Frozen is commonly compared to another stranded film, Open Water, except it is much better.  One of the things I liked most about it is that it has something new to offer, a ski horror film.  Having been skiing since I was a little kid, it immediately caught my attention since the idea of it has always been in the back of my head.  It is about 2 best friends, Dan and Lynch, who take their annual 'guys weekend' to go skiing.  Dan (Kevin Zegers, Dawn of the Dead) decides to take his girlfriend on the trip, Parker (Emma Bell), much to the chagrin of Lynch (Shawn Ashmore, X-Men Trilogy).  Since they spend all day babysitting awful Parker, they decide to make one last run while the mountain was closing.  After some confusion, a new lift operator comes in and shuts down the ski lift while the gang is still on it, hanging high off the ground.  Knowing the mountain is closed for the next 5 days, they must decide how to get down or freeze to death.

Once they get stuck on the lift, ideas start going through your head immediately about how they should get down.  One could argue they didn't always make the right choices, but I usually give people in life-or-death situations the benefit of the doubt.  This movie does a good job at putting you in their position, freezing alone up in a mountain with limited options to survive.  Another thing I liked about this movie is that they filmed on location.  It made it seem so much more real that they were actually on a ski lift while it was constantly snowing and hailing.  Kudos to Adam Green for this, since I don't think it would have had the same effect in a green room with CGI snow.

Speaking of Adam Green, the man has a good sized cult following after making Hatchet I & II.  While I didn't enjoy the first movie as much as others did, I have slightly higher hopes for the sequel (which is currently in my queue).  Hatchet II had a controversial release last year, the MPAA refused to lower it to an R-rating, so he had to release it to theaters as an Unrated cut.  After only 3 days, AMC Theaters decided to pull it from all their screens without even telling Mr. Green.  Needless to say, he was upset and is not in good terms with the MPAA or AMC.  Good thing you can always count on AMC to show trash like The Roommate (opening at 5% on Rotten Tomatoes)!

The acting was good for a horror movie as well.  Kevin Zegers plays a decent pretty boy in Dan, while Shawn Ashmore nails the pot-head who longs for a girlfriend.  Emma Bell is probably the weakest of the bunch, but still not as bad as most female leads in horror movies.  In fact, she is going to star in Final Destination 5 (should have stopped at 2). 

I would recommend this movie to horror fans, or anyone who has ever been skiing/snowboarding and wondered what would happen if they got stuck on the lift.  There is a little amount of blood and gore, but not much.  What do you expect out of a movie that has only 3 people in it?  Overall, the production value was great and the acting was good.  While taking place in only 1 spot for the majority of the movie, it does a good job at not boring you to death.  It is one of those movies where you can easily put yourself into their shoes and think about what you would do if you were in that situation.  The reviewer for calls it 'one of the scariest movies ever made,' which is going a bit far, but it is definitely worth checking out, especially on a miserable winter day.  Is it summer yet?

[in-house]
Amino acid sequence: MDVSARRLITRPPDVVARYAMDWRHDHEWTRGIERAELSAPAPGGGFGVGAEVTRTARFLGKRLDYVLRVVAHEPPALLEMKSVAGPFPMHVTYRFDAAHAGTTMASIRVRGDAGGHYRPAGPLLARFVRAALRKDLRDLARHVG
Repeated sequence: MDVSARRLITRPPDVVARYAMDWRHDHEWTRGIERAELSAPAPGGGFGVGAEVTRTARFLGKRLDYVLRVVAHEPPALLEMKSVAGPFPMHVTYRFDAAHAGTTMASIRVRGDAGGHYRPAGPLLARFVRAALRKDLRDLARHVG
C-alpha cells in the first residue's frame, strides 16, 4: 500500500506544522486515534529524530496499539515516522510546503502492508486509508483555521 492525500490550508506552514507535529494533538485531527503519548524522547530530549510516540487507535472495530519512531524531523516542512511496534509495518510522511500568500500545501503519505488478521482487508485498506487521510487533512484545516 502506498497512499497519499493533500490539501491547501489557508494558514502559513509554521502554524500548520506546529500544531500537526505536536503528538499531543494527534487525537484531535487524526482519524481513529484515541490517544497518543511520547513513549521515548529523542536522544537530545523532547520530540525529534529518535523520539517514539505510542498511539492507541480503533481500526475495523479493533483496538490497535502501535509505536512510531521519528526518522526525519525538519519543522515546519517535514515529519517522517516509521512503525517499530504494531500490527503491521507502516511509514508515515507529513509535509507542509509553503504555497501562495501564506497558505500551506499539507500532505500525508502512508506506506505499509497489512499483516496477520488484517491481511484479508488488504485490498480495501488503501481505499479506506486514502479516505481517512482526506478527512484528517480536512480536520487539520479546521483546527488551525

Total Score:  6/10
Buckets: 1.5/5

Thursday, January 27, 2011

I Spit on Your Grave (2010)

Directed by:  Steven Monroe
Written by:  Meir Zarchi (original), Stuart Morse
Starring:  Sarah Butler, Jeff Branson, Andrew Howard

"Oh, no you didn't!"
(2010 Version)
It has been a slow few months for Splatter Films.  Winter is in full swing and good movies are hard to come by, especially good horror movies.  So instead of waiting for a good one, I just watched a few time-killers, hoping to be surprised.  One of which was I Spit on Your Grave, a remake of the 1978 version with the same name.  There was a little buzz surrounding it, since the original was very controversial for its time.  I figured I’d give it a shot, since it had an appealing poster, and an IMDb rating higher than 6 (eliminating my other viewing option, Chain Letter).  While I’m sure I made a better choice, but I’d recommend choosing ‘none of the above.’

As with most movies, I try not to read up about it too much, since plot descriptions and reviews tend to spoil the movie and ruin the experience.  From my experience, movies are almost always better with no expectations.  Unfortunately, this movie could not be saved no matter how much I knew about it.

Let me enlighten you with the lovely plot details.  We are introduced to a young lady named Jennifer Hills (Sarah Butler) who is driving to a cabin in the middle of the woods to write her next novel.  I'm not sure if they actually gave a reason why she chose this particular town to stay in, but it turned out to be a bad choice.  After wearing as many skimpy outfits as she possibly can in a few days time, the local troublemakers decide to have some fun with the lonesome city girl.  The hoodlums, led by Johnny (Jeff Branson) and dirty Sheriff Storch (Andrew Howard), harass her for a while and then end up raping her repeatedly.  Before they can kill her and get rid of the evidence, she manages to escape down the river and comes back to exact her revenge.